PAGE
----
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The politics of innovation in French higher education: The university institutes of technology

Research paper by John H. Van De Graaff

Indexed on: 01 May '76Published on: 01 May '76Published in: Higher Education



Abstract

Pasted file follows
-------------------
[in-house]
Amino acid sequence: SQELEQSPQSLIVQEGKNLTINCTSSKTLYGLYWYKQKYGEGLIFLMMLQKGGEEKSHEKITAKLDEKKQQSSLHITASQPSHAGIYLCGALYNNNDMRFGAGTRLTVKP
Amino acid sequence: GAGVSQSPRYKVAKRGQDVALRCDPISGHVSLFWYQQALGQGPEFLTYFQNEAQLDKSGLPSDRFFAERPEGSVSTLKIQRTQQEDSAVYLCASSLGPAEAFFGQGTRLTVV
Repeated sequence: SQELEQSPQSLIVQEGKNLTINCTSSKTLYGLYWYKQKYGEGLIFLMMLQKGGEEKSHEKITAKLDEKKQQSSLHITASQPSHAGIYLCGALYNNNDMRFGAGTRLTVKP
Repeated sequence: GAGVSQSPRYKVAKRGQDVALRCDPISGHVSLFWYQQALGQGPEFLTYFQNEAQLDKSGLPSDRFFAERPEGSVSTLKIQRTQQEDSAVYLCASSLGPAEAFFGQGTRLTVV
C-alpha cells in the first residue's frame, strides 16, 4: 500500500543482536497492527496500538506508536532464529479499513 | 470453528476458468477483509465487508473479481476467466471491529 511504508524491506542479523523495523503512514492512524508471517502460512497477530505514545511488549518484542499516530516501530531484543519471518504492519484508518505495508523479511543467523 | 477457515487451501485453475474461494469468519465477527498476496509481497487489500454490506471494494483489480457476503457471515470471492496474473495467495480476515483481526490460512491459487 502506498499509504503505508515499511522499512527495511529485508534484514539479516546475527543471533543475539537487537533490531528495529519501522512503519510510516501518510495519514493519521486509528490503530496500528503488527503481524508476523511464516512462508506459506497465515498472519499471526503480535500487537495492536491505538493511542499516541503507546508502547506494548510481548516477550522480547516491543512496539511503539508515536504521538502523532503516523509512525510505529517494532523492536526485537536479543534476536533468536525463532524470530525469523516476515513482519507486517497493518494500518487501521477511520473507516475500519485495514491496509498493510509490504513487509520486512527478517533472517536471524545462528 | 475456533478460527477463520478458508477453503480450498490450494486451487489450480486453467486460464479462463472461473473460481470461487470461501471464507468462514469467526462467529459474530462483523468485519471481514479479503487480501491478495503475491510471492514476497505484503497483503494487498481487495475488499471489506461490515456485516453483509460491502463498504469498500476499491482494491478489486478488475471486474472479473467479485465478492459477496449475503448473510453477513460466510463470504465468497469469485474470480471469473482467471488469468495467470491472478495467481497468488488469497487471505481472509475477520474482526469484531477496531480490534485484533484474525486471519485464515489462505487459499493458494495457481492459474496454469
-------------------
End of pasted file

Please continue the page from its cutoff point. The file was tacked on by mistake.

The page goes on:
The creation of the French university institutes of technology (IUTs) in 1966 is characteristic of attempts by a number of industrialized nations to establish institutions of higher education better adapted than the traditional university to new cohorts of post-secondary students. The IUTs provide intensive short-cycle programs to train middle-level personnel in technical and administrative fields. Although the courses are designed as terminal, over one-third of IUT graduates go on to higher education, including a disproportionate number of students from lower social strata. Their staff are drawn from the universities, technical secondary education and the professions. Administratively, the IUTs occupy an uneasy position partly connected with the universities and partly under direct ministerial authority; there is substantial involvement on the part of representatives of employers and trade unions as well. Despite this ambivalence of function and status, the IUTs are now well established as a modestly successful innovation. They represent a major aspect of the attempt by French policy-makers to introduce more effective methods of instruction and evaluation into the universities and to render them more responsive to the needs of the society and the economy.